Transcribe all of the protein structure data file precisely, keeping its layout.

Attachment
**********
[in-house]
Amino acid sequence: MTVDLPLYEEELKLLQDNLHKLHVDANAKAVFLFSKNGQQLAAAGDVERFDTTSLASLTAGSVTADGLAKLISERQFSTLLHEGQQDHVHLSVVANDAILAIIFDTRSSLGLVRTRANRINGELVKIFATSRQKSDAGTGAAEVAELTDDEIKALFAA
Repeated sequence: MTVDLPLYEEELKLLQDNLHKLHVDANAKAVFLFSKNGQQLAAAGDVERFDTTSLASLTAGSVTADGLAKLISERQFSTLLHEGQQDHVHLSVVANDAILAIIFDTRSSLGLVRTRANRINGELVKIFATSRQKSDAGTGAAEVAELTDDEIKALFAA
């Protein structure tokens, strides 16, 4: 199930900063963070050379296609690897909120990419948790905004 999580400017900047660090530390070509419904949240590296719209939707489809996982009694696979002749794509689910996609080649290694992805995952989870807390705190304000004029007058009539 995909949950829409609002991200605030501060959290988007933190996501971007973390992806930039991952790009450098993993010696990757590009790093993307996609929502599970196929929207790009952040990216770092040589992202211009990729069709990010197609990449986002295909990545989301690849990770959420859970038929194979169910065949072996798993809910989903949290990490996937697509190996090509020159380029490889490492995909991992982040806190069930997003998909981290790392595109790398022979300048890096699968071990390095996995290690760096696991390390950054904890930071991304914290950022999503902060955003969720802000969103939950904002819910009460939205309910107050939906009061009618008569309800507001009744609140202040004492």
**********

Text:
[in-house]
Amino acid sequence: MTVDLPLYEEELKLLQDNLHKLHVDANAKAVFLFSKNGQQLAAAGDVERFDTTSLASLTAGSVTADGLAKLISERQFSTLLHEGQQDHVHLSVVANDAILAIIFDTRSSLGLVRTRANRINGELVKIFATSRQKSDAGTGAAEVAELTDDEIKALFAA
Repeated sequence: MTVDLPLYEEELKLLQDNLHKLHVDANAKAVFLFSKNGQQLAAAGDVERFDTTSLASLTAGSVTADGLAKLISERQFSTLLHEGQQDHVHLSVVANDAILAIIFDTRSSLGLVRTRANRINGELVKIFATSRQKSDAGTGAAEVAELTDDEIKALFAA
């Protein structure tokens, strides 16, 4: 199930900063963070050379296609690897909120990419948790905004 999580400017900047660090530390070509419904949240590296719209939707489809996982009694696979002749794509689910996609080649290694992805995952989870807390705190304000004029007058009539 995909949950829409609002991200605030501060959290988007933190996501971007973390992806930039991952790009450098993993010696990757590009790093993307996609929502599970196929929207790009952040990216770092040589992202211009990729069709990010197609990449986002295909990545989301690849990770959420859970038929194979169910065949072996798993809910989903949290990490996937697509190996090509020159380029490889490492995909991992982040806190069930997003998909981290790392595109790398022979300048890096699968071990390095996995290690760096696991390390950054904890930071991304914290950022999503902060955003969720802000969103939950904002819910009460939205309910107050939906009061009618008569309800507001009744609140202040004492």